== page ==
Fraud; Is it always beneficial to claim it?

This issue rests in the difference between knowledge and wisdom. It can be said that knowledge is knowing something can be done, and wisdom is knowing if it should be done. You be the judge.

Most people who have been affected by foreclosure have an automatic ‘knee-jerk’ reaction and jump straight to accusations of fraud having been committed against them and they would be correct in doing so in my opinion (for what that is worth). But, this begs the question, is it beneficial to make that claim?

To answer this question we must look closely at fraud. In this article I will focus on the elements of fraud that must be proven, and the types of fraud applicable to foreclosure.

Though there are some states in where there are statutory provisions for more than four elements in fraud such as in Oregon in where there are nine elements that must be proven, in general there are four essential elements of fraud that must be proven in a successful fraud claim. “(1) a misrepresentation of a material fact; (2) by a person or entity who knows or believes it to be false; (3) to a person or entity who justifiably relies on the misrepresentation; and (4) actual injury or loss resulting from his or her reliance.” http://criminal.findlaw.com/criminal-charges/fraud.html#sthash.g9WyYBFd.dpuf

The onus probandi (burden of proof) rests upon the claimant to prove up all of these essential elements in order to prevail on a fraud claim. This is not as easy as it sounds. Where most fraud claims fail is on intent. Another thing to keep in mind is the nature of the fraud. Some frauds are criminal in nature while others are civil in nature

There are several definitions of fraud depending on where you look, but in general fraud is defined as; “1. A knowing misrepresentation of the truth or concealment of a material fact to induce another to act to his or her detriment. 2. A misrepresentation made recklessly without belief in its truth to induce another to act. 3. A tort arising from a misrepresentation, concealment of a material fact, or a reckless misrepresentation made to induce another to act to his or her detriment. 4. Unconscionable dealings; esp., in contract law, the unfair use of the power arising from the parties’ relative positions and resulting on an unconscionable bargain. Black’s Law Dictionary 2nd Pocket Edition (2001) Id. 292.

There are many types of fraud ranging from constructive fraud to tax fraud. Some of the types of fraud that might apply to a mortgage or a subsequent foreclosure would be:

  • actual fraud – A concealment or false representation through a statement or conduct that injures another who relies on it in acting.
  • constructive fraud – Unintentional deception or misrepresentation that causes injury to another.
  • extrinsic fraud – 1. Deception that is collateral to the issues being considered in the case; intentional misrepresentation or deceptive behavior outside the transaction itself (whether a contract or a lawsuit), depriving one party of informed consent or full participation. 2. Deception that prevents a person from knowing about or asserting certain rights.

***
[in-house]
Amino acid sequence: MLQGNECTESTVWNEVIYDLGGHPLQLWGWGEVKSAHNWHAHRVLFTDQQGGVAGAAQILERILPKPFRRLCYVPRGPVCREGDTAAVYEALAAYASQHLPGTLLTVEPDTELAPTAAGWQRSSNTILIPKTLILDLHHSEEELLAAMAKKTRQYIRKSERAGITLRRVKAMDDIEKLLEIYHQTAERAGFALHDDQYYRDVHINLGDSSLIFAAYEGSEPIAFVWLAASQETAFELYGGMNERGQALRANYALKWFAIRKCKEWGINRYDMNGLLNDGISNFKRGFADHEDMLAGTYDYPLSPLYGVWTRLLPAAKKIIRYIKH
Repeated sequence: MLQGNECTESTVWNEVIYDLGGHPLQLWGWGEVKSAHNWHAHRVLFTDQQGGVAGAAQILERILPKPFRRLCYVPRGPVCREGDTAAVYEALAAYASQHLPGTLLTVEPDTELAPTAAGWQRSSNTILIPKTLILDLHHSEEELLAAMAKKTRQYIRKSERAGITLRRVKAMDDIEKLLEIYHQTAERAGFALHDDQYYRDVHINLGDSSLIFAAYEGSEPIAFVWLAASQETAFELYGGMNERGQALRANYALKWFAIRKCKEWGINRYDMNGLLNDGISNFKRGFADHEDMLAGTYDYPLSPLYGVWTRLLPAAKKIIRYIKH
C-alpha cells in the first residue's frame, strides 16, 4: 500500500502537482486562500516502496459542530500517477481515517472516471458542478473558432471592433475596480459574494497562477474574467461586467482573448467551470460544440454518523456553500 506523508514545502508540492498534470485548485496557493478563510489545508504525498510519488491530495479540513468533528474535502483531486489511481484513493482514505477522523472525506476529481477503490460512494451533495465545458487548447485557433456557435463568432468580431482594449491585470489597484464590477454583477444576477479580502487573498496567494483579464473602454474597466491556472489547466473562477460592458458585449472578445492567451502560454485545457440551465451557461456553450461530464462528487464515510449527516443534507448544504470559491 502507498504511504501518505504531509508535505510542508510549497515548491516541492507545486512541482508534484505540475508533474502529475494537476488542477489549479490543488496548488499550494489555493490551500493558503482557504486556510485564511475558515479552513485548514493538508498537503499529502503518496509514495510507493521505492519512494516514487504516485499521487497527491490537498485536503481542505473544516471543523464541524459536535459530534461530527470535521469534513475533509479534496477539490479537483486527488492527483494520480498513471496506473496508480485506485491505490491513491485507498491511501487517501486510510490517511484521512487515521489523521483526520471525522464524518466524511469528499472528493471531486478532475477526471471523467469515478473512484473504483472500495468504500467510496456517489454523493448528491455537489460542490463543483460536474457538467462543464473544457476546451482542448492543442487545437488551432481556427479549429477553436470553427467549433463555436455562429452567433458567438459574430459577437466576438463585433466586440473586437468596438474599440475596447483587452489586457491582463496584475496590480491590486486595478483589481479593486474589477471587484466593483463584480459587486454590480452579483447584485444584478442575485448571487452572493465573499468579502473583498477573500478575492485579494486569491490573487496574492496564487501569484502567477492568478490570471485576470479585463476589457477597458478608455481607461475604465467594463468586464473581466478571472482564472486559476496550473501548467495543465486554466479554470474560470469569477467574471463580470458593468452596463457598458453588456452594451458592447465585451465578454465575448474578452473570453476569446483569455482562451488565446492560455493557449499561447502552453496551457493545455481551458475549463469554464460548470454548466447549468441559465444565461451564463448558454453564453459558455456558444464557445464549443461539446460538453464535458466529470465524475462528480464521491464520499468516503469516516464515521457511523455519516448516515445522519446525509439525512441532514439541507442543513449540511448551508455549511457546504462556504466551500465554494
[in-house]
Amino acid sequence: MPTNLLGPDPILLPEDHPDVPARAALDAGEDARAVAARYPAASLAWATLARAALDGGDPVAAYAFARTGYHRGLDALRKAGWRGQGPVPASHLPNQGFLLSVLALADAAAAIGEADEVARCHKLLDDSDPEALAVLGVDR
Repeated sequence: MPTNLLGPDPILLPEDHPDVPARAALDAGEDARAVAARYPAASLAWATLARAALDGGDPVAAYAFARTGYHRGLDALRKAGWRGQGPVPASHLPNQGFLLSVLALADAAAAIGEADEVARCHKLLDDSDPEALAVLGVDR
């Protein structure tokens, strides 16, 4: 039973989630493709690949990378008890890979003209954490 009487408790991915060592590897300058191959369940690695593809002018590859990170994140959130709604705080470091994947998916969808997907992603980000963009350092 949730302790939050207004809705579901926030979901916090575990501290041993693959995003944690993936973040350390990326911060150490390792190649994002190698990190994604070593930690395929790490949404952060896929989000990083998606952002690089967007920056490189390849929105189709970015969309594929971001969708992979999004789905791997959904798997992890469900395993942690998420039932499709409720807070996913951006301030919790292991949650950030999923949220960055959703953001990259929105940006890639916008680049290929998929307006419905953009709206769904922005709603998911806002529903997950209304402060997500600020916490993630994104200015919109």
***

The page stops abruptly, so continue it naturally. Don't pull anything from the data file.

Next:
• fraud in the factum – Fraud occurring when a legal instrument as actually executed differs from one intended for execution by the person executing it, or when the instrument may have had no legal existence.
  • fraud in the inducement – Fraud occurring when a misrepresentation leads another to enter into a transaction with a false impression of the risks, duties, or obligations involved; an intentional misrepresentation of a material risk or duty reasonably relied on, thereby injuring the other party without vitiating the contract itself, esp. about a fact relating to value.
  • fraud on the court – In a judicial proceeding, a lawyer’s or party’s misconduct is so serious that it undermines or is intended to undermine the integrity of the proceeding.
  • intrinsic fraud – Deception that pertains to an issue involved in an original action. Examples include the use of fabricated evidence, a false return of service, perjured testimony, and false receipts or other commercial documents.
  • promissory fraud – A promise to perform made when the promisor had no intention of performing the promise.
  • fraudulent concealment – 1. The act of refraining from disclosure; esp. an act by which one prevents or hinders the discovery of something. 2. The act of removing from sight or notice; hiding.

Source: Black’s Law Dictionary 2nd pocket Edition (2001) Id. 293, 394.

Given the definition, the essential elements, and all of the types of frauds applicable to mortgage transactions, and subsequent foreclosure the number one most difficult thing to prove is the parties intent to misrepresent, deceive, or conceal. Of all of the types presented here, constructive fraud may be the easiest to prove as constructive fraud, though absent intent has the same effect as if it were intentional.

All of the above considered, if a litigant can prove other issues that would bear the same desired result such as breach of contract, ineligibility of the Note to be negotiated, forgery, or other issues that may lead to a cause of action these issues might be far easier to prove than fraud.

I in no way wish to imply that fraud in some form cannot be proven, nor do I wish to discourage anyone from filing a fraud claim, if all of the elements can be satisfied. What I do encourage is that a litigant explores all avenues to remedy before coming to a final conclusion. Fraud can be evidenced without being outright claimed.

Steve Skidmore

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